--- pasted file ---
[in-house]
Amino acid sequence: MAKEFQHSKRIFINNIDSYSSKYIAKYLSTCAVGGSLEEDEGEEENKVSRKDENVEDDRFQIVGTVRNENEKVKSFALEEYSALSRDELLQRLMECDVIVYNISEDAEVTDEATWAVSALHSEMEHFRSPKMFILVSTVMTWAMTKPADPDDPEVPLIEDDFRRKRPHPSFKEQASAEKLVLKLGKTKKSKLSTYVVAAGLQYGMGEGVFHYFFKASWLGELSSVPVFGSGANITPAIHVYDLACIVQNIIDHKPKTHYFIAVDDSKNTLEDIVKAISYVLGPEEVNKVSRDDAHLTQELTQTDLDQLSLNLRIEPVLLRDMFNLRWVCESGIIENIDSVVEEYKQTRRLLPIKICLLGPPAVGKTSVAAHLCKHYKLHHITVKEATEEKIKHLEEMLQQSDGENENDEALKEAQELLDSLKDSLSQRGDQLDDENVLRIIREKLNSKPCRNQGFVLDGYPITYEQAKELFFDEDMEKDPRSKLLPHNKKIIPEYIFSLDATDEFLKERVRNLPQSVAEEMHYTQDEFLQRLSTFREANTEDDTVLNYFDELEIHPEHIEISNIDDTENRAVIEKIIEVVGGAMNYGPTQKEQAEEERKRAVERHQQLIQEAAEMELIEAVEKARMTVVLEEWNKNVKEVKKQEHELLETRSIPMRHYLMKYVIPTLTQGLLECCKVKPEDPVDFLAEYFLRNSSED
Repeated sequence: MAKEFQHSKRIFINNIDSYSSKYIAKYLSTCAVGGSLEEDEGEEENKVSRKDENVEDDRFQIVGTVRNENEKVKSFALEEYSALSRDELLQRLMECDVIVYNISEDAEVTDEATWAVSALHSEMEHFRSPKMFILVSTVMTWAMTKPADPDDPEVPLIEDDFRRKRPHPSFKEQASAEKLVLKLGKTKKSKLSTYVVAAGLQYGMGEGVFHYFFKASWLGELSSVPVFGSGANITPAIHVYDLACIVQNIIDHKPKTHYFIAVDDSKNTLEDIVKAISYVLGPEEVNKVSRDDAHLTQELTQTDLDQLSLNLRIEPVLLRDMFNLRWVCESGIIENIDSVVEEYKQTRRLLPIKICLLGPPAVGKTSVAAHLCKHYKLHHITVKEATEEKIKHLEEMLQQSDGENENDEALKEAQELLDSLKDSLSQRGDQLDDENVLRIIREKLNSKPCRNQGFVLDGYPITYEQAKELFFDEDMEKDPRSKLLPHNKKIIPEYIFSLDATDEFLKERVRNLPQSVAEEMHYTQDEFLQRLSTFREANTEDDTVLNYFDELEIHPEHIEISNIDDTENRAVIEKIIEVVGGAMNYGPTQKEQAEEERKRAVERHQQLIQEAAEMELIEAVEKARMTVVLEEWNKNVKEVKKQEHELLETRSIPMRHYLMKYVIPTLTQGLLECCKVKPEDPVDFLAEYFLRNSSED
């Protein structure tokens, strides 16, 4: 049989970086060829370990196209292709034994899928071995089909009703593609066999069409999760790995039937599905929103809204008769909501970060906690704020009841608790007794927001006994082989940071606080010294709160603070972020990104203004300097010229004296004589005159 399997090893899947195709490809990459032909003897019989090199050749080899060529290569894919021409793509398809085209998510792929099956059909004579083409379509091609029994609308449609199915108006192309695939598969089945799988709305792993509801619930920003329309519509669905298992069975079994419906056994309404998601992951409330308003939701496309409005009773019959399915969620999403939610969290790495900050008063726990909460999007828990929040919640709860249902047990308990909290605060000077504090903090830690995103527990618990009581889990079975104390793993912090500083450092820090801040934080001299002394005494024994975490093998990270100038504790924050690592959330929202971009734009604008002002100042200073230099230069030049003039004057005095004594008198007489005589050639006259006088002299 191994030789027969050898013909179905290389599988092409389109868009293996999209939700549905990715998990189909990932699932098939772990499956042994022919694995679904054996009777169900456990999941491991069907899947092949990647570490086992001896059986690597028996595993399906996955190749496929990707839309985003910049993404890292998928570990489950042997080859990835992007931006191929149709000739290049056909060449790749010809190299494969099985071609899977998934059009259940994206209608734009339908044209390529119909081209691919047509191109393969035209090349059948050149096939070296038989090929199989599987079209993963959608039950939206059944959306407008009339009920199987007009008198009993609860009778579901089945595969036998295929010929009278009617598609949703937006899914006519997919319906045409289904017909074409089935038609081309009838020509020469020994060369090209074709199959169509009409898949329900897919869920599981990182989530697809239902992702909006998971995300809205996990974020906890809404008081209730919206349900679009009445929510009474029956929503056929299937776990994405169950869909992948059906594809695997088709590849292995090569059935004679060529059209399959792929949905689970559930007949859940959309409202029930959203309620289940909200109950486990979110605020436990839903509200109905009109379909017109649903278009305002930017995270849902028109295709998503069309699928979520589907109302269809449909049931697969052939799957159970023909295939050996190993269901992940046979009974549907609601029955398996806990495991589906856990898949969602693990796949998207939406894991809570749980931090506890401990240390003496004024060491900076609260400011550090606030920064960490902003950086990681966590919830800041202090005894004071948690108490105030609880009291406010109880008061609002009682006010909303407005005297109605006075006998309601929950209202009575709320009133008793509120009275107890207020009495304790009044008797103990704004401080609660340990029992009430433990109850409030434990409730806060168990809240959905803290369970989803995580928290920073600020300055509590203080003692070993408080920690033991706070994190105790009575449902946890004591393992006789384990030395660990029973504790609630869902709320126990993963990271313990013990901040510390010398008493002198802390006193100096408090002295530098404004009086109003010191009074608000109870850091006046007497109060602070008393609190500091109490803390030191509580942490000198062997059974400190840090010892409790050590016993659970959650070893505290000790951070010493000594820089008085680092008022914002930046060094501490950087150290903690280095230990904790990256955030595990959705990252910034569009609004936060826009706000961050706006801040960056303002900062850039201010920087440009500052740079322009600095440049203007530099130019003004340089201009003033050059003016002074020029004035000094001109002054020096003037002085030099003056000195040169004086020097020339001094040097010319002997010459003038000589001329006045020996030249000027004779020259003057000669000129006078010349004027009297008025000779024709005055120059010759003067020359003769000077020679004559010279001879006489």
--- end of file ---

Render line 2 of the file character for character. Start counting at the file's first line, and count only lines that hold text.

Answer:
Amino acid sequence: MAKEFQHSKRIFINNIDSYSSKYIAKYLSTCAVGGSLEEDEGEEENKVSRKDENVEDDRFQIVGTVRNENEKVKSFALEEYSALSRDELLQRLMECDVIVYNISEDAEVTDEATWAVSALHSEMEHFRSPKMFILVSTVMTWAMTKPADPDDPEVPLIEDDFRRKRPHPSFKEQASAEKLVLKLGKTKKSKLSTYVVAAGLQYGMGEGVFHYFFKASWLGELSSVPVFGSGANITPAIHVYDLACIVQNIIDHKPKTHYFIAVDDSKNTLEDIVKAISYVLGPEEVNKVSRDDAHLTQELTQTDLDQLSLNLRIEPVLLRDMFNLRWVCESGIIENIDSVVEEYKQTRRLLPIKICLLGPPAVGKTSVAAHLCKHYKLHHITVKEATEEKIKHLEEMLQQSDGENENDEALKEAQELLDSLKDSLSQRGDQLDDENVLRIIREKLNSKPCRNQGFVLDGYPITYEQAKELFFDEDMEKDPRSKLLPHNKKIIPEYIFSLDATDEFLKERVRNLPQSVAEEMHYTQDEFLQRLSTFREANTEDDTVLNYFDELEIHPEHIEISNIDDTENRAVIEKIIEVVGGAMNYGPTQKEQAEEERKRAVERHQQLIQEAAEMELIEAVEKARMTVVLEEWNKNVKEVKKQEHELLETRSIPMRHYLMKYVIPTLTQGLLECCKVKPEDPVDFLAEYFLRNSSED